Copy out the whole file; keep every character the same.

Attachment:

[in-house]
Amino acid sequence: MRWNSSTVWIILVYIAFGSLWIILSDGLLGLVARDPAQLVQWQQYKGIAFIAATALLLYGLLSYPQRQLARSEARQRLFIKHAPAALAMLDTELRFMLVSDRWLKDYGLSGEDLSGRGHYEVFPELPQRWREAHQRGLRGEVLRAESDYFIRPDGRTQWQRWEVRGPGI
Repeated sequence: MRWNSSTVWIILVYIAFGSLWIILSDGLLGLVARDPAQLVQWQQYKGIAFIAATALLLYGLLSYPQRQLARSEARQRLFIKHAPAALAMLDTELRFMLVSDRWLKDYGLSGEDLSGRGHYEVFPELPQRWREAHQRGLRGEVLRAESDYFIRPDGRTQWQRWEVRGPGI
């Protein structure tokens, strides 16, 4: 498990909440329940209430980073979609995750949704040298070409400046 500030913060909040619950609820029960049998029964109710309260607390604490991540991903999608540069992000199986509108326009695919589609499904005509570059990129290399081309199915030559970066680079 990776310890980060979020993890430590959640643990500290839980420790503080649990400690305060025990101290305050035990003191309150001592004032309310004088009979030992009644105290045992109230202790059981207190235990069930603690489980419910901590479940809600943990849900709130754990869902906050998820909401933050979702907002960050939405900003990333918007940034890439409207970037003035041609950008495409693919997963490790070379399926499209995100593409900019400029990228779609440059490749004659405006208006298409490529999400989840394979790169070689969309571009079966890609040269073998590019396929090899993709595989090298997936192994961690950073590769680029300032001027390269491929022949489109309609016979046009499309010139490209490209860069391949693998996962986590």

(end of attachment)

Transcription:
[in-house]
Amino acid sequence: MRWNSSTVWIILVYIAFGSLWIILSDGLLGLVARDPAQLVQWQQYKGIAFIAATALLLYGLLSYPQRQLARSEARQRLFIKHAPAALAMLDTELRFMLVSDRWLKDYGLSGEDLSGRGHYEVFPELPQRWREAHQRGLRGEVLRAESDYFIRPDGRTQWQRWEVRGPGI
Repeated sequence: MRWNSSTVWIILVYIAFGSLWIILSDGLLGLVARDPAQLVQWQQYKGIAFIAATALLLYGLLSYPQRQLARSEARQRLFIKHAPAALAMLDTELRFMLVSDRWLKDYGLSGEDLSGRGHYEVFPELPQRWREAHQRGLRGEVLRAESDYFIRPDGRTQWQRWEVRGPGI
């Protein structure tokens, strides 16, 4: 498990909440329940209430980073979609995750949704040298070409400046 500030913060909040619950609820029960049998029964109710309260607390604490991540991903999608540069992000199986509108326009695919589609499904005509570059990129290399081309199915030559970066680079 990776310890980060979020993890430590959640643990500290839980420790503080649990400690305060025990101290305050035990003191309150001592004032309310004088009979030992009644105290045992109230202790059981207190235990069930603690489980419910901590479940809600943990849900709130754990869902906050998820909401933050979702907002960050939405900003990333918007940034890439409207970037003035041609950008495409693919997963490790070379399926499209995100593409900019400029990228779609440059490749004659405006208006298409490529999400989840394979790169070689969309571009079966890609040269073998590019396929090899993709595989090298997936192994961690950073590769680029300032001027390269491929022949489109309609016979046009499309010139490209490209860069391949693998996962986590």